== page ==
Speaker: Leendert van Maanen (Department of Psychological Methods, UvA)
Date and Time: Thursday, February 21st 2019, 16:30-18:00
Venue: ILLC Seminar Room F1.15, Science Park 107.
Title: Evidence accumulation modeling to understand simple and complex behavior.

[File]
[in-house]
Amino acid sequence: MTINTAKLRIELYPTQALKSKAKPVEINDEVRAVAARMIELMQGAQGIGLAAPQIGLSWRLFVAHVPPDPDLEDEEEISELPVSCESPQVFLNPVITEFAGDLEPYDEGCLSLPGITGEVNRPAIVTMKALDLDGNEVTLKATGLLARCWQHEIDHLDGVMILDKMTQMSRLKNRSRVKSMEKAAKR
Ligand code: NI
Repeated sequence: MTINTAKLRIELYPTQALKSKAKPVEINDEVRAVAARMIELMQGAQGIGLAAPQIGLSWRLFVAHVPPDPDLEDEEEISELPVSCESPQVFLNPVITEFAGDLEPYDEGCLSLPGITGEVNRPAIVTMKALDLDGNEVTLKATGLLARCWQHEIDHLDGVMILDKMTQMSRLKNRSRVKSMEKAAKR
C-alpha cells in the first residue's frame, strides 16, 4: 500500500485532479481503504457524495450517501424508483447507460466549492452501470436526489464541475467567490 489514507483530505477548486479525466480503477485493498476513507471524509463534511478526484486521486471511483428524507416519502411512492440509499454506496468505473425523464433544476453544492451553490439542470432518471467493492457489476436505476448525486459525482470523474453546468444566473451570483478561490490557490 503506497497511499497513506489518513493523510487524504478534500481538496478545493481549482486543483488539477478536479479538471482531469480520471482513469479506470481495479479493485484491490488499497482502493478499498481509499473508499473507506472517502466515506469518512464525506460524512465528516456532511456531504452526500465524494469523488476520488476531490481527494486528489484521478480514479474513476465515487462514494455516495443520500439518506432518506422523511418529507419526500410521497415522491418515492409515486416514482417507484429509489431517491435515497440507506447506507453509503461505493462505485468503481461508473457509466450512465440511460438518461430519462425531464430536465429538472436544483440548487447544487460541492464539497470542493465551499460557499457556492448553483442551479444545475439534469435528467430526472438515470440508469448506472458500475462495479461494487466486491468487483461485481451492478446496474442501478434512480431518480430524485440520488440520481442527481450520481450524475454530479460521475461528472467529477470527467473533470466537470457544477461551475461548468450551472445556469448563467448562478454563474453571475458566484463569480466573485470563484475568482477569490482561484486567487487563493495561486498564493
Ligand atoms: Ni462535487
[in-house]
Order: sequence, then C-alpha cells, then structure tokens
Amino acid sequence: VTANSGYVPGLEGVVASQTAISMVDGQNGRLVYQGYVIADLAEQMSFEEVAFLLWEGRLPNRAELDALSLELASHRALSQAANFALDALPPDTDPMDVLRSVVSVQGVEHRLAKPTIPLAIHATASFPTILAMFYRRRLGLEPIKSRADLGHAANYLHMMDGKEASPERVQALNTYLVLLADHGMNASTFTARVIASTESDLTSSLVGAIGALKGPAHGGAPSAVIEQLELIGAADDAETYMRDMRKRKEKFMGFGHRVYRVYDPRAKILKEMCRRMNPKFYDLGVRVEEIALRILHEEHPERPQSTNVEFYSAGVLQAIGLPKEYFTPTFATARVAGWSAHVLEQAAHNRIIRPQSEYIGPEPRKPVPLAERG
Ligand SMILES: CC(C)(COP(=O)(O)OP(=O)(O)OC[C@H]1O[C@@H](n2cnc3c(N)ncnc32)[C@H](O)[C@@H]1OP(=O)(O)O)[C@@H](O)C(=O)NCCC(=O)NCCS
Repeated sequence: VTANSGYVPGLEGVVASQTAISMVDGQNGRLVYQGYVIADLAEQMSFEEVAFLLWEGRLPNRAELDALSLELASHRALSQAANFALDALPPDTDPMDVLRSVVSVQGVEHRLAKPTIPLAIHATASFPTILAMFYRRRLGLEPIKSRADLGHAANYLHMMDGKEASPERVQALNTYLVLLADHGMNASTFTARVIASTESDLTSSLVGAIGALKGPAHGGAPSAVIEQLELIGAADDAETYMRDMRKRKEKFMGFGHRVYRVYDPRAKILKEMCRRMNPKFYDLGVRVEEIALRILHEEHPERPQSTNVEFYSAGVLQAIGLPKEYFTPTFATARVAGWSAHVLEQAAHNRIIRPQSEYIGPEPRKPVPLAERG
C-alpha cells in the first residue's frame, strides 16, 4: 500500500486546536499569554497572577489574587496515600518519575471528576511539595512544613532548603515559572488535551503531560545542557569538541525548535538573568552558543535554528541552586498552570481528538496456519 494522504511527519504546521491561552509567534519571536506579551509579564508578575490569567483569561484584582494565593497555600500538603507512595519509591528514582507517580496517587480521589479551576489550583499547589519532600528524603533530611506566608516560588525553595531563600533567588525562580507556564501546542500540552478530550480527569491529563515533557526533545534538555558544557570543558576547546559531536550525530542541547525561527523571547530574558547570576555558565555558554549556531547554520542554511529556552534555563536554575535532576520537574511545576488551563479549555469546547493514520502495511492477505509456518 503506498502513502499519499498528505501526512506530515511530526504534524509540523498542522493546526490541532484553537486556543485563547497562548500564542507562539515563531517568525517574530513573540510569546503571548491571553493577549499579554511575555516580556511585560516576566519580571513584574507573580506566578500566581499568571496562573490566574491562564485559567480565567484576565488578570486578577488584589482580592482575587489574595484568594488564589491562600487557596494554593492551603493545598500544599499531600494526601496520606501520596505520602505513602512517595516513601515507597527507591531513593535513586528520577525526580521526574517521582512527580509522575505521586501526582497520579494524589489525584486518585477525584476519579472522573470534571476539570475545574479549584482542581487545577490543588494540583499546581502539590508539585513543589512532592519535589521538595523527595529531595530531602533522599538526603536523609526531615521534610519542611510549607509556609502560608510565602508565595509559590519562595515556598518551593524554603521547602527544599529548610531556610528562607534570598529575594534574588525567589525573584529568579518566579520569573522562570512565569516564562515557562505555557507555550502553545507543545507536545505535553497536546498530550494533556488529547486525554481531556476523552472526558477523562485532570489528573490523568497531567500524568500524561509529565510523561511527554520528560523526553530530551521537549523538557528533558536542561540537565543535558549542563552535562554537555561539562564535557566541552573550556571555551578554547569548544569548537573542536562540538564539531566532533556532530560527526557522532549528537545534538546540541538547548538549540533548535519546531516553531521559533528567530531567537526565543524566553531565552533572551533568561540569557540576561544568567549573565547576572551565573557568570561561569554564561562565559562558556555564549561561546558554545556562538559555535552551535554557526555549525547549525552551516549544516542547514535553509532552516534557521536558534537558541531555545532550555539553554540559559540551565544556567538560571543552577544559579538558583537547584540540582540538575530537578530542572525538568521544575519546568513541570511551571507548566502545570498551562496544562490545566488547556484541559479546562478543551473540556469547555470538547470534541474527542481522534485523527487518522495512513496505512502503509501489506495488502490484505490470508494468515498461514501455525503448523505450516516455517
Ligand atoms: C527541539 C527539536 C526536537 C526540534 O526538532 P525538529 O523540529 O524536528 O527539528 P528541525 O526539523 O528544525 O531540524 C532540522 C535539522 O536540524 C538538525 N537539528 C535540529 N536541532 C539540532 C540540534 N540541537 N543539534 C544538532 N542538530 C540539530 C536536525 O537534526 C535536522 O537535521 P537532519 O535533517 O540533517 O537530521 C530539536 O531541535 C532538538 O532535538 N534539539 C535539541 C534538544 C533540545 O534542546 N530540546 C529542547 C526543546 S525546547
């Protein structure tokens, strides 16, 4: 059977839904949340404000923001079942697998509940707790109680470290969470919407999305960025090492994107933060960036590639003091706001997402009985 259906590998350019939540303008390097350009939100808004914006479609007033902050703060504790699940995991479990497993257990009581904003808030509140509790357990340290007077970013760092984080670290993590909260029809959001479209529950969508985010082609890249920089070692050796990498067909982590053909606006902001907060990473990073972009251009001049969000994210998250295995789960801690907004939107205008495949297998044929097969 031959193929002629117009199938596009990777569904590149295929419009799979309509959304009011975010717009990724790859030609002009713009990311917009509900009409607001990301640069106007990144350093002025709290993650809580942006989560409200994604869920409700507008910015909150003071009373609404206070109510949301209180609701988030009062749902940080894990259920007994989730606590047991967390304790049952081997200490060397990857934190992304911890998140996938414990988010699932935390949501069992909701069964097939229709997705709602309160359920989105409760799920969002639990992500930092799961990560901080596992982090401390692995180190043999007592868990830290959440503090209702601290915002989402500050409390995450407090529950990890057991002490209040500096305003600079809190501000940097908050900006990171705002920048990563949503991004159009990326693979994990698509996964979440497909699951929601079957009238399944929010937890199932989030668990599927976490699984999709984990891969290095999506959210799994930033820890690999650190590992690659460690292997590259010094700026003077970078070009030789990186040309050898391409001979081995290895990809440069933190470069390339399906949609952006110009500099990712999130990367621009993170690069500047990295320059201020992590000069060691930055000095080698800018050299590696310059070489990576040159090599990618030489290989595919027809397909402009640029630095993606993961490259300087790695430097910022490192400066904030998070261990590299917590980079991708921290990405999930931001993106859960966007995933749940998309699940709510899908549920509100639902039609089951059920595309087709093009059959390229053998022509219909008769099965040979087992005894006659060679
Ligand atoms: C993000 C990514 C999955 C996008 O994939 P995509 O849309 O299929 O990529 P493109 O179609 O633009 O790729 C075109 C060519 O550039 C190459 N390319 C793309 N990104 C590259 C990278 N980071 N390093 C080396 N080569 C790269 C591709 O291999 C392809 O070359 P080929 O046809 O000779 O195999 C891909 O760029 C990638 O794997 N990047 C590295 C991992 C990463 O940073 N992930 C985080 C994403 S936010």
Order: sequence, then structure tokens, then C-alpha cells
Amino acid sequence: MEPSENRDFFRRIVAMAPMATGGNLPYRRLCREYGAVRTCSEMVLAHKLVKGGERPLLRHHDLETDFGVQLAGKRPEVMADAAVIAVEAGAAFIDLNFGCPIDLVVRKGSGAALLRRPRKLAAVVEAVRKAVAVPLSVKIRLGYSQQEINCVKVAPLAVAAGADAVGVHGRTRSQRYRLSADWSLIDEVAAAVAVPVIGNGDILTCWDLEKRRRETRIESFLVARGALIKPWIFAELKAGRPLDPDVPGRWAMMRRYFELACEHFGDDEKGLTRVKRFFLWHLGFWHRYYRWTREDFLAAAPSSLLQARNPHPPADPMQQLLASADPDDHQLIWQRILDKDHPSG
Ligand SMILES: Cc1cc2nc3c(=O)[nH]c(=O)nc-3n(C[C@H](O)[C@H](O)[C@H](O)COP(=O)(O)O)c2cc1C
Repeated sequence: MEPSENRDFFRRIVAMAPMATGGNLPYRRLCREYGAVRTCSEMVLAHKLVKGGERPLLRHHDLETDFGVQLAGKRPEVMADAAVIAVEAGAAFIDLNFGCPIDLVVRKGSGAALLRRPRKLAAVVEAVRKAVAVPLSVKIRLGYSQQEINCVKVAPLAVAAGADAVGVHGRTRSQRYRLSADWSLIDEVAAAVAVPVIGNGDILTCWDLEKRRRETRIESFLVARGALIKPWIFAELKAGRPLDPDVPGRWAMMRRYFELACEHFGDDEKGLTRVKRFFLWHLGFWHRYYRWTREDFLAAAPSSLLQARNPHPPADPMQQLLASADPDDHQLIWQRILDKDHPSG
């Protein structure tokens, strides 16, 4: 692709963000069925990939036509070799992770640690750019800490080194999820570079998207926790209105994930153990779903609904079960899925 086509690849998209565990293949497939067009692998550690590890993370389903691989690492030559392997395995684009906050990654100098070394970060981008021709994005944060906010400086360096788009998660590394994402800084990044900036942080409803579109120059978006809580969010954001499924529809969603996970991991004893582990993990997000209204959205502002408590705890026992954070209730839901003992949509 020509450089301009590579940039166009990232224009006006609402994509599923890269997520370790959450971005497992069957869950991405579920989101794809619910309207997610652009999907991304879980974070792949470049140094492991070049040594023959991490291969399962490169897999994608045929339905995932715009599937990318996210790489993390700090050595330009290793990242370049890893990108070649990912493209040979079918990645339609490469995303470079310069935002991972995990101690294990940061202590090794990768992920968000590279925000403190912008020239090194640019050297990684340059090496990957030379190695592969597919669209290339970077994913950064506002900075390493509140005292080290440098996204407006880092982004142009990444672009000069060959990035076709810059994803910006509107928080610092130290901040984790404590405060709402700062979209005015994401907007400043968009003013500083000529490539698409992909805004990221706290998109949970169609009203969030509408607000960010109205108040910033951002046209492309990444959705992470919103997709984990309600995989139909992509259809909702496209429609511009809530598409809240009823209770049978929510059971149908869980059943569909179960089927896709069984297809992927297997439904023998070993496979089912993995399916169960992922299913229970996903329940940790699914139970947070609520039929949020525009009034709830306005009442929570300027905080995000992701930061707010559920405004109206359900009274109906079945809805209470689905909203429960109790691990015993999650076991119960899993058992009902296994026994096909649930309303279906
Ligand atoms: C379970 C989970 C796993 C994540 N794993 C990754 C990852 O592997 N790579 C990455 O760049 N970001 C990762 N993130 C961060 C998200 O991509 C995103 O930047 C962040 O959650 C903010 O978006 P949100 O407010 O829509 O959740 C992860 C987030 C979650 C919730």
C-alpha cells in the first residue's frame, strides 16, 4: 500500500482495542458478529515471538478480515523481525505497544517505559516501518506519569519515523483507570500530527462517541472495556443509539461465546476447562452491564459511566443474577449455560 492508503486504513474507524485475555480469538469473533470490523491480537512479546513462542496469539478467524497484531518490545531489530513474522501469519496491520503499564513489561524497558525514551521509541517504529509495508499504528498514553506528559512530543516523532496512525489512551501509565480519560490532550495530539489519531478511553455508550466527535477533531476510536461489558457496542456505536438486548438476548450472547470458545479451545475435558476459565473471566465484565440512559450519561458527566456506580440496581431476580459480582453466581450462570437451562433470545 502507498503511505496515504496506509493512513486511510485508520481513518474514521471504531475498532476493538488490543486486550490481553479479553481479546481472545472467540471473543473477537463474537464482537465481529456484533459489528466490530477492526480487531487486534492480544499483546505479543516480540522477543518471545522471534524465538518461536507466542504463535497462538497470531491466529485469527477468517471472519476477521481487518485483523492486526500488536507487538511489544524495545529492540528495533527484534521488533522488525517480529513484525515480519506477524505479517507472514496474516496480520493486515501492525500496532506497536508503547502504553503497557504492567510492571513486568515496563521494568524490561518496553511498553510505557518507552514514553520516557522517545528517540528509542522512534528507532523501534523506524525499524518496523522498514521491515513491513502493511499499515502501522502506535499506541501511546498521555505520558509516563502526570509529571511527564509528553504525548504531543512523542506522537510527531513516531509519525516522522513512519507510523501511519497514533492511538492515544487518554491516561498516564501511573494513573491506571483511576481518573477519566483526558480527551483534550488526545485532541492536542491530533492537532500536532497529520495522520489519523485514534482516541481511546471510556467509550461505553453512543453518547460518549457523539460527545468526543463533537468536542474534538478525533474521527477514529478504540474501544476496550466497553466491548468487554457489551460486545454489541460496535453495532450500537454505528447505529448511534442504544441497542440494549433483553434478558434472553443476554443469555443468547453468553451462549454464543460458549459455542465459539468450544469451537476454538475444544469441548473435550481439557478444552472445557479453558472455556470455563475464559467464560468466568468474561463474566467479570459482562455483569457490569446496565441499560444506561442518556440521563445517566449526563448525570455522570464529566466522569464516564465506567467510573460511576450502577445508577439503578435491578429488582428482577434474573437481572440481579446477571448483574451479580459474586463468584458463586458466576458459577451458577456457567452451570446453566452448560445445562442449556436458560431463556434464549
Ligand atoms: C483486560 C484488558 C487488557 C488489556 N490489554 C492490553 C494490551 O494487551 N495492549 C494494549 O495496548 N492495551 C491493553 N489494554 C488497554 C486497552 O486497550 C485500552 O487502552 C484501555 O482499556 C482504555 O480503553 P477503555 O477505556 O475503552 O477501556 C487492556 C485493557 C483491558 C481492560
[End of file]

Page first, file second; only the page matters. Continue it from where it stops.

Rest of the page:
Abstract. In this talk, I will highlight the use of accumulator models to study simple and more complex cognitive processing. The central idea of an accumulator model is that in order to perform an action – either to execute observable behavior or in order to trigger another internal cognitive process – cognitive agents need to accumulate evidence over time in support of that action. Formalisms of this idea have been used to understand how experimental manipulations influence both response times and type of choices. After an introduction of the canonical accumulator model, I will discuss recent work that suggests a close relationship between people’s sense of time and evidence accumulation processes in simple choice behavior. I will end by discussing two potential directions that can be taken to apply evidence accumulation to more complex cognitive processes such as reasoning. The first direction involves the idea that certain complex cognitive processes can also be understood as evidence accumulation. The second direction involves EEG to identify critical cognitive processing stages in more complex tasks.